When it comes to personal security, the best tactics are often the simplest: Two-step verification and regular software updates go a long way. But getting people to actually take those steps is a bit more complicated.

Software developer Steve Castle might have an answer. This spring, Castle entered a little-known government competition to help consumers secure their wifi-connected devices — doggie cameras, printers, toasters that check your email. His plan was simple and brilliant: make an app that manages all of a user’s internet-connected devices to check for security vulnerabilities and out-of-date software at once. The judges of the Federal Trade Commission (FTC)’s “Internet of Things Home Inspector Challenge,” thought so too, and awarded Castle the $25,000 first prize. Now, all he needs to do is actually get people to use the app.

The Internet of Insecure Things

The so-called “internet of things” is notoriously insecure. We’re increasingly buying devices that connect to the internet — not just laptops or smart phones, but everything from doorknobs to vibrators — without thinking about how those appliances need to be secured, too. Without proper password protection, all those connected devices are easy prey for hackers, who can hijack their functions or use them to set up massive botnets for distributed denial of service attack on other websites. A massive DDoS attack, fueled by a IoT botnet, took down dozens of major websites for hours in October, and experts warn that the trend of flimsy security on connected devices will continue to erode personal data privacy, and cause a host of other problems in the future.

Finding a fix

It’s difficult for Castle to choose a single security issue that worries him most.

“I’ll have to say the connection of devices that shouldn’t have been connected in the first place,” he tells Inverse.

While DDoS attacks and botnets are intangible to the average user, Castle says it’s easy to imagine a scenario where the Internet of Things causes real-world damage. He described a situation where a hacker breaks into the system on a smart fridge.

A simple fridge? Or a cybersecurity nightmare waiting to happen?

The hacker could monitor the fridge and might be able to actually detect when the owner was home (“think of the light that comes on when you open and close the freezer door, something done likely several times a day,” Castle says). With that data, they could build a profile of when you’re likely to be out of the house and sell it to a local thief or malicious actor, who then would know the perfect time to break in.

Clearly, that’s a scenario to avoid. The problem, as Castle has observed, is consumer apathy. When he asks friends and family how often they update devices, and how easy it was to complete, he says “most of the time I’ll get a blank stare,” or the remarks “‘I thought that happened automatically’” or “‘It’ll be fine, why would someone target me?’”

Part of the problem is that fixing certain vulnerabilities can be pretty technical. “Imagine an app that told someone with limited technical experience to log into their wifi router administration panel, open the LAN settings, and input assigned local IP addresses into the app,” he tells Inverse. “What’s the probability of that actually getting done?”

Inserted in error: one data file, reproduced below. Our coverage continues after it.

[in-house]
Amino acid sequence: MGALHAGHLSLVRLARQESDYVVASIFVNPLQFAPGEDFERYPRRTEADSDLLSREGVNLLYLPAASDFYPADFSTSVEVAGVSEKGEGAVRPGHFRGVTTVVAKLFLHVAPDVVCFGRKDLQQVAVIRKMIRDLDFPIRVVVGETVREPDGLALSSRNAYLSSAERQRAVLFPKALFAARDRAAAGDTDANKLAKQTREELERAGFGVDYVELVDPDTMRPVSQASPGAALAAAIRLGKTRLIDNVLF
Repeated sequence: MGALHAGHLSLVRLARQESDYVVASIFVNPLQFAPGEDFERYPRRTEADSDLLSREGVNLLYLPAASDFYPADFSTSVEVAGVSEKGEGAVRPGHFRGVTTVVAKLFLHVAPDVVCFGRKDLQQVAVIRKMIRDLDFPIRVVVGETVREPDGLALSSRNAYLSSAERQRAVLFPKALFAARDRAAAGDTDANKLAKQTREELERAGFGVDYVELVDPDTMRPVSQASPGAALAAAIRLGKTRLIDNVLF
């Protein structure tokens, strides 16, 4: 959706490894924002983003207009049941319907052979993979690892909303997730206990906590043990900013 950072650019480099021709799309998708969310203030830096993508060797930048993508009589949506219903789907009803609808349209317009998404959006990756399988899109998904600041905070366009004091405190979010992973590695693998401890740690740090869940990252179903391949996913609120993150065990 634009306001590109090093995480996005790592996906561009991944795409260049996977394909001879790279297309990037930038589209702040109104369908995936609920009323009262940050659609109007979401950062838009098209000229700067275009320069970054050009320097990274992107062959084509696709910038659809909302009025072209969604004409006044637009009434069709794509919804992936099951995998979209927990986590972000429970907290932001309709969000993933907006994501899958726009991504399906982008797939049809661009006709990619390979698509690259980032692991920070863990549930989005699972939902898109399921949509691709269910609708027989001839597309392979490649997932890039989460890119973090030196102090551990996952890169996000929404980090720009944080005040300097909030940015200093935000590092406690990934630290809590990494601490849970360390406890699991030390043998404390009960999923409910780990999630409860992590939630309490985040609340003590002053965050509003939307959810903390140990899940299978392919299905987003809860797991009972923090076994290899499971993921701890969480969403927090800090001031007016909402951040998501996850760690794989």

Nobody wants to deal with routers.

Instead, he says the best way to fight laziness and technical ignorance is to make it so easy for people to update their devices that their excuses disappear.

That’s exactly what Castle’s award-winning app, “IoT Watchdog,” is designed to do. Here’s how the FTC describes it:

The mobile app he proposed seeks to help users manage the IoT devices in their home. It would enable users with limited technical expertise to scan their home wifi and bluetooth networks to identify and inventory connected devices. It would flag devices with out-of-date software and other common vulnerabilities and provide instructions on how to update each device’s software and fix other vulnerabilities.

Castle adds that his app “solves almost all of the technically challenging issues through automation, run in the background.”

Castle’s app would rely on information from vendors and other sources that report vulnerabilities, so it wouldn’t work for home-made smart devices. Chances are, though, if someone’s making their own IoT devices, they probably know how to secure them. Still, Castle tells Inverse that the app would be able survey a user’s home network and note possible insecurities within it (just not within the homemade devices themselves).

Castle won $25,000 in the FTC competition, but not the guarantee that his app would actually get made. He’s not yet sure whether he wants to develop it for real: “Feedback has been great,” he says, “but the market demand for the app is still being analyzed.” In the end, it looks like the question comes down to money — people are too lazy to secure their devices, but are they willing to pay for an app to essentially do it for them? Regardless of whether Iot Watchdog ever hits the market, Castle’s on to something. The devastating attacks last October are unlikely to be the last, and if a possible solution is so intuitive and important, how come it doesn’t already exist?

Photos via Flickr / {Guerrilla Futures | Jason Tester}, Flickr / delta_avi_delta, Flickr / blakespot